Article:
Refrigerant in a system is obviously necessary. It must be managed properly both while the system is operating and during the off-cycle. Here we focus on refrigerant management during the off cycle, and problems that can arise both during the off cycle and as a result of transfer during the off cycle.
Some of these refrigerant management issues that can cause compressor damage are:
• Refrigerant absorption into the compressor’s oil
• Oil dilution
• Oil pump-out
• Transfer due to temperature difference
• Refrigerant drainback
A specific refrigerant charge is required for proper operation of any given refrigeration system.
This charge amount may be above or below the maximum recommended for the compressor by its manufacturer. Systems that typically require less than the maximum amount recommended for the compressor are: self-contained systems such as domestic refrigerators, window AC units, self-contained ice machines, vending machines, and the like. Those that can require more include residential split air conditioners, ice machines with remote condensers and walk-in coolers. Even self-contained commercial air conditioners may require more refrigerant that is recommended for the compressor.
When dealing with systems built up in the field (split residential and commercial systems), the amount of refrigerant required must also take into account the system elements added in the field, particularly the liquid and suction lines. Additional oil may be required to ensure proper lubrication of the compressor. When the amount of refrigerant needed for proper operation of the system exceeds the maximum amount recommended for the compressor, steps must be taken to protect the compressor from the effects of refrigerant transfer during the off cycle.
Absorption (the transfer of refrigerant by diffusion from system zones rich in refrigerant to system zones rich in oil) takes place without measurable pressure differentials in the system because the vapor pressure of the system refrigerant is slightly lower at the oil surface than it is in the rest of the interior of the refrigeration system.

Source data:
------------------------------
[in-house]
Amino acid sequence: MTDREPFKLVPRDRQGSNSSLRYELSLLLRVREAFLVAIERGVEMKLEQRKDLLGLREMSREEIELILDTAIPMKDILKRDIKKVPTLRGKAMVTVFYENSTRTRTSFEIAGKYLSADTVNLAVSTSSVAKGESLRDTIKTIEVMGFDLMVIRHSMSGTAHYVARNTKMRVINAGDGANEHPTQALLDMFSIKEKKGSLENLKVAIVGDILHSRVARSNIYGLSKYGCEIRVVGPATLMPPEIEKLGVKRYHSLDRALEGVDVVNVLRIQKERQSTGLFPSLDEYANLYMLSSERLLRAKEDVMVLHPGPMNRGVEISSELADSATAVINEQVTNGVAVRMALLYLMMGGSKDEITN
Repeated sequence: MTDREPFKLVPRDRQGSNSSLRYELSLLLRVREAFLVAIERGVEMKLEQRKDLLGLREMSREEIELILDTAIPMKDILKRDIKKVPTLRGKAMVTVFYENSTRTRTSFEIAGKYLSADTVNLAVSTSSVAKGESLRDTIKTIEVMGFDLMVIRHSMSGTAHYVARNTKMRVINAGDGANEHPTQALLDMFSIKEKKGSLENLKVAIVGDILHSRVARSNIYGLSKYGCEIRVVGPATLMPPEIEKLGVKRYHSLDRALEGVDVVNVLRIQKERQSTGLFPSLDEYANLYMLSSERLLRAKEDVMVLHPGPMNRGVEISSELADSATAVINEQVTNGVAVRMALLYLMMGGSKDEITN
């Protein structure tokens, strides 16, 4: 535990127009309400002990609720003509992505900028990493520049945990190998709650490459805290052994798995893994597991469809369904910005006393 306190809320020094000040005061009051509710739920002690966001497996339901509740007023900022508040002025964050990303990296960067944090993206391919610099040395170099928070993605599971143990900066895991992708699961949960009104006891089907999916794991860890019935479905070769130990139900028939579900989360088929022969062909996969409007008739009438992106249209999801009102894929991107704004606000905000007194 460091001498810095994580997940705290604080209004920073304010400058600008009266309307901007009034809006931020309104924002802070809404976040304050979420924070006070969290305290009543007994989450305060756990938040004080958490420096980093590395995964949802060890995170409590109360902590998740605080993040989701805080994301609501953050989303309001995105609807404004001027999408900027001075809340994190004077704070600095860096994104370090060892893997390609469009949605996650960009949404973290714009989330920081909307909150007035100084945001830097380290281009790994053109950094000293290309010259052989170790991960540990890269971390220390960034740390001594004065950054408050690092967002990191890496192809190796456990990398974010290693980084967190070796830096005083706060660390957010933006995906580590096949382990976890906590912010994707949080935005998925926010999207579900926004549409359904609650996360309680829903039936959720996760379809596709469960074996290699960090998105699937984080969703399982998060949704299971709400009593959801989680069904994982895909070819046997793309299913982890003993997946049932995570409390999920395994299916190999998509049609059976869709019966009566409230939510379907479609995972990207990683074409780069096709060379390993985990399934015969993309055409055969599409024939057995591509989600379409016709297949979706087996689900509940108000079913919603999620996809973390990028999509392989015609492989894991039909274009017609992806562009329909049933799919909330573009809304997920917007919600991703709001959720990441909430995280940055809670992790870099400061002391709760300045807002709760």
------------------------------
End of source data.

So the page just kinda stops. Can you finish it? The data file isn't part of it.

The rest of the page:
What causes absorption?
A compressor's lubricant should be miscible with the system refrigerant. Miscibility ensures that the lubricant sent into the refrigeration system from the compressor is reliably returned it, because the lubricant is physically combined with the refrigerant.
At any normal temperature, the vapor pressure of the oil in a refrigeration system is much lower than the vapor pressure of the refrigerant, and during shut down periods, as a result of the miscibility of refrigerant in oil, refrigerant in contact with the surface of an oil pool is absorbed into the oil. This reduces the system pressure at the surface of the oil pool, causing diffusion of refrigerant vapor from refrigerant-rich zones in the system. This is the same effect that occurs when we open the bathroom door after taking a hot shower and humidity from the bathroom very quickly diffuses throughout our house. In the refrigeration system, though, absorption occurs even when all parts of the system are at the same temperature. As refrigerant diffuses and is absorbed into the compressor oil, the oil level rises. This is to be expected in all systems.
When the amount of refrigerant available for migration is below the compressor’s limit, the sudden reduction in crankcase pressure when the compressor starts will produce some foaming due to refrigerant leaving the oil; this is a normal and tolerable effect, visible as foam in a compressor sight glass. Refrigerant-oil foam consists of bubbles of refrigerant gas enclosed by an oil film. When the amount of refrigerant in the system exceeds the compressor’s limit, though, and shutdown is long enough, the oil level can be higher than tolerable. Much more foam will be produced, rising higher and persisting longer in the sight glass.
Champagne, warm and shaken, provides an excellent demonstration of foaming after you pop the cork and a column of white foam violently exits the bottle. Here the gas is carbon dioxide and the liquid is champagne, and clearly there is too much foam.